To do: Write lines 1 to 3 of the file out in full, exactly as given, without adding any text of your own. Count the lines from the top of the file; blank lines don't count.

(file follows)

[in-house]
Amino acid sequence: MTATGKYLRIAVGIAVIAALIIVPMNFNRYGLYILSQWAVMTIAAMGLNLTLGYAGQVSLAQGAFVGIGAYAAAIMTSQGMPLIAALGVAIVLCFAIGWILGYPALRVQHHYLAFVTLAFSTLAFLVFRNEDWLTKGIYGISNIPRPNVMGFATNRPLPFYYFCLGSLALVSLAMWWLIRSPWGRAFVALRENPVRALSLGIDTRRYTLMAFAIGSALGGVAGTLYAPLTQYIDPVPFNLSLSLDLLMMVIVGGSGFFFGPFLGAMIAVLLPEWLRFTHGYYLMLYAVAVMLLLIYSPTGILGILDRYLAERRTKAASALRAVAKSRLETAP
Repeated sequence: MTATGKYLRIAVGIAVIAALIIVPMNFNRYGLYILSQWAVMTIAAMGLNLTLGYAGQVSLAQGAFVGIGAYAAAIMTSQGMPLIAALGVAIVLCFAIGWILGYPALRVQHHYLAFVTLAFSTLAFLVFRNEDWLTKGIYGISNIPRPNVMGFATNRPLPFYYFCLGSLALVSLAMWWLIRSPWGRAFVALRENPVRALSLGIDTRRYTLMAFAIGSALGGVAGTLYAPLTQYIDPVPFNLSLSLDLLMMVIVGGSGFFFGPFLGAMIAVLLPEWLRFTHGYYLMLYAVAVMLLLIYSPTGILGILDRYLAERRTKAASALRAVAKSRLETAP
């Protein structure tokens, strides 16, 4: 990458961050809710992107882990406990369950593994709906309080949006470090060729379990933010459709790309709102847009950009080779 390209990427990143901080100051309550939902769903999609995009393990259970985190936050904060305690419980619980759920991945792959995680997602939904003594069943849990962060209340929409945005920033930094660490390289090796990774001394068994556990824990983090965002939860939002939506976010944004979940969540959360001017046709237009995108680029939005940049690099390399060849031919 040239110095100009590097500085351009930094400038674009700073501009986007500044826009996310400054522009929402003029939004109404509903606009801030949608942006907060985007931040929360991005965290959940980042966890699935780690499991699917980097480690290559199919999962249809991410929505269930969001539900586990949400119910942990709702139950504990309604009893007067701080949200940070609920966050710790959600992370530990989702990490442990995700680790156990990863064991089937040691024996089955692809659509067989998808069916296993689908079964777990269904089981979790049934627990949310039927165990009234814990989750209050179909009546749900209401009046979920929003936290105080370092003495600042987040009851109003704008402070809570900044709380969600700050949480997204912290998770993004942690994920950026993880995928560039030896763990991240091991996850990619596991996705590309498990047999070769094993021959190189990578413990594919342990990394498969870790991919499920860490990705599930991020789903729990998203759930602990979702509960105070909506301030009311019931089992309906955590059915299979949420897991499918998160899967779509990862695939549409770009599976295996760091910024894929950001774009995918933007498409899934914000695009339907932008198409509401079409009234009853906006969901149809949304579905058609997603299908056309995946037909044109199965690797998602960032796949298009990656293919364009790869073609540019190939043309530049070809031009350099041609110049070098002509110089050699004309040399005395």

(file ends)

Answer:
[in-house]
Amino acid sequence: MTATGKYLRIAVGIAVIAALIIVPMNFNRYGLYILSQWAVMTIAAMGLNLTLGYAGQVSLAQGAFVGIGAYAAAIMTSQGMPLIAALGVAIVLCFAIGWILGYPALRVQHHYLAFVTLAFSTLAFLVFRNEDWLTKGIYGISNIPRPNVMGFATNRPLPFYYFCLGSLALVSLAMWWLIRSPWGRAFVALRENPVRALSLGIDTRRYTLMAFAIGSALGGVAGTLYAPLTQYIDPVPFNLSLSLDLLMMVIVGGSGFFFGPFLGAMIAVLLPEWLRFTHGYYLMLYAVAVMLLLIYSPTGILGILDRYLAERRTKAASALRAVAKSRLETAP
Repeated sequence: MTATGKYLRIAVGIAVIAALIIVPMNFNRYGLYILSQWAVMTIAAMGLNLTLGYAGQVSLAQGAFVGIGAYAAAIMTSQGMPLIAALGVAIVLCFAIGWILGYPALRVQHHYLAFVTLAFSTLAFLVFRNEDWLTKGIYGISNIPRPNVMGFATNRPLPFYYFCLGSLALVSLAMWWLIRSPWGRAFVALRENPVRALSLGIDTRRYTLMAFAIGSALGGVAGTLYAPLTQYIDPVPFNLSLSLDLLMMVIVGGSGFFFGPFLGAMIAVLLPEWLRFTHGYYLMLYAVAVMLLLIYSPTGILGILDRYLAERRTKAASALRAVAKSRLETAP